G1_V2_T–G1_V3_T1.30313.6970.019
G1_V3_T–G1_V4_T−5.70410.3710.071
G2
G2_V1_FS–G2_V3_FS−20.961−14.7060.0001
G2_V3_FS–G2_V4_FS−1.2683.2680.375
G2_V1_T–G2_V3_T−26.432−17.9010.0001
G2_V3_T–G2_V4_T−3.6424.6420.807
G2_V1_P–G2_V3_P−43.260−26.1400.0001
G2_V3_P–G2_V4_P−8.9455.6110.643
G3
G3_V1_FS–G3_V2_FS−13.642−5.3580.0001
G3_V1_FS–G3_V3_FS−14.042−6.2910.0001
G3_V1_FS–G3_V4_FS−15.994−8.6730.0001
G3_V1_T–G3_V2_T−35.205−14.1290.0001
G3_V1_T–G3_V3_T−31.255−15.7450.0001
G3_V1_T–G3_V4_T−36.848−19.4860.0001
G3_V2_FS–G3_V3_FS−4.1592.8260.699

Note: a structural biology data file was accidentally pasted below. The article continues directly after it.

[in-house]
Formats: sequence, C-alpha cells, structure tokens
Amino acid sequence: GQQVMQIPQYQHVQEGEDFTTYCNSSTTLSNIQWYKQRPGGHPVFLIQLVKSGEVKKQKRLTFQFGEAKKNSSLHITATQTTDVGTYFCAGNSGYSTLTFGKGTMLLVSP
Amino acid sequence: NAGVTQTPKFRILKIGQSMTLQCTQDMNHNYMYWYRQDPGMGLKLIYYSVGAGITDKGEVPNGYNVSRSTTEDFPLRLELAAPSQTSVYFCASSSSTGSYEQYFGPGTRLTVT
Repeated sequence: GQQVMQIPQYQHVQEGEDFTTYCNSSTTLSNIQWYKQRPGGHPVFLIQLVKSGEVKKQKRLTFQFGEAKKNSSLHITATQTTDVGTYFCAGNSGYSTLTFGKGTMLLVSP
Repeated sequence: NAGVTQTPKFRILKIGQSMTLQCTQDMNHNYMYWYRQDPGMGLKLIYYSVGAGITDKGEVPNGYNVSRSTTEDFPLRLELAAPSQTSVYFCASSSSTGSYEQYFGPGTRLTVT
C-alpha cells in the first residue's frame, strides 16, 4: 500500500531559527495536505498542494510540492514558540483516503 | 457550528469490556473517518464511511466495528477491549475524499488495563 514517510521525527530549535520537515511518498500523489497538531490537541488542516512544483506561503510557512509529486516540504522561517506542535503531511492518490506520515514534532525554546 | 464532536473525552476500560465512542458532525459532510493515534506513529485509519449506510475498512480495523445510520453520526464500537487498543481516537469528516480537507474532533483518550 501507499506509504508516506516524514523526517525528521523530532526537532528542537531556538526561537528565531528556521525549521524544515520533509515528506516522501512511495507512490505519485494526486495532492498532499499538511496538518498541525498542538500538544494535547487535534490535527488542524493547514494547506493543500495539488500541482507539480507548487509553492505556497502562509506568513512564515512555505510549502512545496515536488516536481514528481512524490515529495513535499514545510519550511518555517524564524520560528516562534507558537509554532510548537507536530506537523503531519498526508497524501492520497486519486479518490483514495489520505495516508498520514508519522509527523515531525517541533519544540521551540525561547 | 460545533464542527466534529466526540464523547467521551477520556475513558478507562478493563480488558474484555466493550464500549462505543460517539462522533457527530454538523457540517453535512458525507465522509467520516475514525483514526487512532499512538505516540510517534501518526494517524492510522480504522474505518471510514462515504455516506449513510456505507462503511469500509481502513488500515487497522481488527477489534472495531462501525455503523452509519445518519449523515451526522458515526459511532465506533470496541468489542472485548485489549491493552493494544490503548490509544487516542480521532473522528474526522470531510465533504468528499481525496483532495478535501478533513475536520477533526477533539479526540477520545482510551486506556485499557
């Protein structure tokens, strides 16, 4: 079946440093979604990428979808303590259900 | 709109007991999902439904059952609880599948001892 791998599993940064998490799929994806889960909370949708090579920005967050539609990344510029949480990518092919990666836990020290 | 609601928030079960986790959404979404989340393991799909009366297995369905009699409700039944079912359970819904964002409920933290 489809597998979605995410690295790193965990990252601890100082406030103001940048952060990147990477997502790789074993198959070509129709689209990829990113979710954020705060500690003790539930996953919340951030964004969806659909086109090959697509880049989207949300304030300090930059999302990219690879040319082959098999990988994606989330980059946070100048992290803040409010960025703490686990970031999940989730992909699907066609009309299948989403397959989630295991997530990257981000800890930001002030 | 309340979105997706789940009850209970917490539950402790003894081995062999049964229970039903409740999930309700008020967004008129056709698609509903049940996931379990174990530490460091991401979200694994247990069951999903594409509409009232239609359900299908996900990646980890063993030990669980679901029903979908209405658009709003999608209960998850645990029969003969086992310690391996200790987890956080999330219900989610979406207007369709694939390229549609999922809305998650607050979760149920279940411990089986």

G3_V2_T–G3_V3_T−5.3877.7210.718
G3_V1_P vs. G3_V2_P−38.501−14.4990.0001
G3_V2_P vs. G3_V3_P−26.086−2.9140.016
A p-value < 0.05 was considered significant. Abbreviations: G—group, V—visit, FS—first sensation, T—tenesmus, P—pain, SD—standard deviation Intergroup results.
Table 7. Intergroup comparisons of changes in rectal volume sensation at V3.
Table 7. Intergroup comparisons of changes in rectal volume sensation at V3.
Dependent Variable(I) (1 = G1, 2 = G2, 3 = G3)(II) (1 = G1, 2 = G2, 3 = G3)Mean Difference (I–II)p Value
V3_FS12−6.3330.016
32.0001.000
216.3330.016
38.3330.001
A p-value < 0.05 was considered significant. Abbreviations: G, group; V, visit; GH, general health.